Get Out and Exercise
I have written before about studies suggesting the value of exercise for women who have had breast cancer. I am writing this morning after my daily 45 minutes at the gym--and can promise you that I never like getting out of bed and lacing up my sneakers. I have learned that going first thing in the morning, before I have a chance to reconsider, is the only way for me to get there. I admire people who can exercise after work, but, by the end of the day, I just want to come home.
Anyway, this is the abstract re a recent meta-analysis by Ibrahim and Al-Hamaidh that reinforces the importance of physical activity. They found that the risk of death from breast cancer is reduced by 34% in women who regularly exercise. If that is not enough to get you moving, I don't know what would be. Here it is
Physical activity and survival after breast cancer diagnosis: meta-analysis of published studies
Journal Medical Oncology
Publisher Humana Press Inc.
ISSN 1357-0560 (Print) 1559-131X (Online)
Category Original Paper
Ezzeldin M. Ibrahim1 and Abdelaziz Al-Homaidh2
(1) Oncology Center, International Medical Center, PO Box 2172, Jeddah, 21451, Kingdom of Saudi Arabia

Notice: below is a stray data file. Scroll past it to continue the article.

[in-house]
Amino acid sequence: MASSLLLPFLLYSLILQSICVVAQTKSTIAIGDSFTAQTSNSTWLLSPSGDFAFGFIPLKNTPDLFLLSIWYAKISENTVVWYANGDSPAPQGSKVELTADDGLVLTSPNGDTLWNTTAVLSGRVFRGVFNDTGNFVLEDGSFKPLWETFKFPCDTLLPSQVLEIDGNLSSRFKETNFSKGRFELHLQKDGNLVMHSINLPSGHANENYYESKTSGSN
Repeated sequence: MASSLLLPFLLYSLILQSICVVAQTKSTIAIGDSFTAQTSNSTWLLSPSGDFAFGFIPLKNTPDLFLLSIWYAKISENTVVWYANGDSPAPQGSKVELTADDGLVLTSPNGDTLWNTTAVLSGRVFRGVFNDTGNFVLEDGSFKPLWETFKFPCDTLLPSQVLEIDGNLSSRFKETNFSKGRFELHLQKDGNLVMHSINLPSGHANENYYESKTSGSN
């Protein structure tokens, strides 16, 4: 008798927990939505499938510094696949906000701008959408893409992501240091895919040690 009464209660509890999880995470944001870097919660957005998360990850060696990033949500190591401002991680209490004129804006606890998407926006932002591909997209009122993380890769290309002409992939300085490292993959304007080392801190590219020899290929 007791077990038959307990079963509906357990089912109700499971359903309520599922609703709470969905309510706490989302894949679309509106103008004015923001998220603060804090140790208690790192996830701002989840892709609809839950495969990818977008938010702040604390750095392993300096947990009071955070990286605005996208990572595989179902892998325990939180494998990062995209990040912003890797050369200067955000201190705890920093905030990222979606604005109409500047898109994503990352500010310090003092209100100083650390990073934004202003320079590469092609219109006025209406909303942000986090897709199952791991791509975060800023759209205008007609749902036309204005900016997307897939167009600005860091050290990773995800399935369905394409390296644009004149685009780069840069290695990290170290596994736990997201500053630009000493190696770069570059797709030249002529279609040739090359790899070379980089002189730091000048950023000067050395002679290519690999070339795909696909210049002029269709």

(2) Prince Sultan Cancer Center, Riyadh, Kingdom of Saudi Arabia
Published data have shown that physical activity (PA) has a positive role on the primary prevention of breast cancer risk. However, the role of PA on breast cancer outcome has been controversial with inconsistent data. The lack of a meta-analysis that addresses that issue prompted the current report. A comprehensive literature search identified eight studies, of which two studies were excluded.
The remaining six studies (12,108 patients with breast cancer) were included in this meta-analysis. Pre-diagnosis PA reduced all causes mortality by 18% but had no effect on breast cancer deaths.
Post-diagnosis PA reduced breast cancer deaths by 34% (HR = 0.66, 95% CI, 0.57-0.77, P < 0.00001), all causes mortality by 41% (HR = 0.59, 95% CI, 0.53-0.65, P < 0.00001), and disease recurrence by 24% (HR = 0.76, 95% CI, 0.66-0.87, P = 0.00001).
Breast cancer mortality was reduced by pre-diagnosis PA in women with body mass index (BMI) < 25 kg/m2, while post-diagnosis PA reduced that risk among those with BMI ! 25 kg/m2. On the other hand, post-diagnosis PA reduced all causes mortality regardless of the BMI. The analysis showed that post-diagnosis PA reduced breast cancer deaths (HR = 0.50, 95% CI, 0.34-0.74, P = 0.0005), and all causes mortality (HR = 0.36, 95% CI, 0.12-1.03, P = 0.06) among patients with estrogen receptor (ER)-positive tumor, while women with ER-negative disease showed no gain. The current meta-analysis provides evidence for an inverse relationship between PA and mortality in patients with breast cancer and supports the notion that appropriate PA should be embraced by breast cancer survivors.